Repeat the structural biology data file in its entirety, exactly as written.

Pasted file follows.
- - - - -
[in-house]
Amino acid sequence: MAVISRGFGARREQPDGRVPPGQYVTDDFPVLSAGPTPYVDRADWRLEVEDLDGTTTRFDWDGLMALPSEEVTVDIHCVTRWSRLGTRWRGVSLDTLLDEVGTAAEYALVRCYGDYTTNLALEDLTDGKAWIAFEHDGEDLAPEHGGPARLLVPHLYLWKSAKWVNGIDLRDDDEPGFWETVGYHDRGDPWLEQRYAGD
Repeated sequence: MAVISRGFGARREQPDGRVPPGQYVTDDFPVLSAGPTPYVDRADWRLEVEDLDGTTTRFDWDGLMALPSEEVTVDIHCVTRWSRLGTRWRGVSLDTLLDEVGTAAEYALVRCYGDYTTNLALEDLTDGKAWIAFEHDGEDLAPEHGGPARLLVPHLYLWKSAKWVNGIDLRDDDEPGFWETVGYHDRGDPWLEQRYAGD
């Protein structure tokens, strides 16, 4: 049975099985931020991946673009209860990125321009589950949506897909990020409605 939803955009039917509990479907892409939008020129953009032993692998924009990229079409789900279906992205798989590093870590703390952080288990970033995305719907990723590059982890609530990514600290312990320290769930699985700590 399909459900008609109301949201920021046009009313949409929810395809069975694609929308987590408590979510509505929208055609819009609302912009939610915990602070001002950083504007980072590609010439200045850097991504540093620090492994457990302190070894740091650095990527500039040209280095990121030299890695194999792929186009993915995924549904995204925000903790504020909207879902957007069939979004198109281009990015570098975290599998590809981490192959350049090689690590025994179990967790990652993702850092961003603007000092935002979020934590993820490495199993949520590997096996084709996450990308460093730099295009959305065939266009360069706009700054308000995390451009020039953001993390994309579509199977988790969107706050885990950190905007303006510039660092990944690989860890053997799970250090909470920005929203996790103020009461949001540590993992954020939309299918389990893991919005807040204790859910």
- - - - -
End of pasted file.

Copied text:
[in-house]
Amino acid sequence: MAVISRGFGARREQPDGRVPPGQYVTDDFPVLSAGPTPYVDRADWRLEVEDLDGTTTRFDWDGLMALPSEEVTVDIHCVTRWSRLGTRWRGVSLDTLLDEVGTAAEYALVRCYGDYTTNLALEDLTDGKAWIAFEHDGEDLAPEHGGPARLLVPHLYLWKSAKWVNGIDLRDDDEPGFWETVGYHDRGDPWLEQRYAGD
Repeated sequence: MAVISRGFGARREQPDGRVPPGQYVTDDFPVLSAGPTPYVDRADWRLEVEDLDGTTTRFDWDGLMALPSEEVTVDIHCVTRWSRLGTRWRGVSLDTLLDEVGTAAEYALVRCYGDYTTNLALEDLTDGKAWIAFEHDGEDLAPEHGGPARLLVPHLYLWKSAKWVNGIDLRDDDEPGFWETVGYHDRGDPWLEQRYAGD
């Protein structure tokens, strides 16, 4: 049975099985931020991946673009209860990125321009589950949506897909990020409605 939803955009039917509990479907892409939008020129953009032993692998924009990229079409789900279906992205798989590093870590703390952080288990970033995305719907990723590059982890609530990514600290312990320290769930699985700590 399909459900008609109301949201920021046009009313949409929810395809069975694609929308987590408590979510509505929208055609819009609302912009939610915990602070001002950083504007980072590609010439200045850097991504540093620090492994457990302190070894740091650095990527500039040209280095990121030299890695194999792929186009993915995924549904995204925000903790504020909207879902957007069939979004198109281009990015570098975290599998590809981490192959350049090689690590025994179990967790990652993702850092961003603007000092935002979020934590993820490495199993949520590997096996084709996450990308460093730099295009959305065939266009360069706009700054308000995390451009020039953001993390994309579509199977988790969107706050885990950190905007303006510039660092990944690989860890053997799970250090909470920005929203996790103020009461949001540590993992954020939309299918389990893991919005807040204790859910």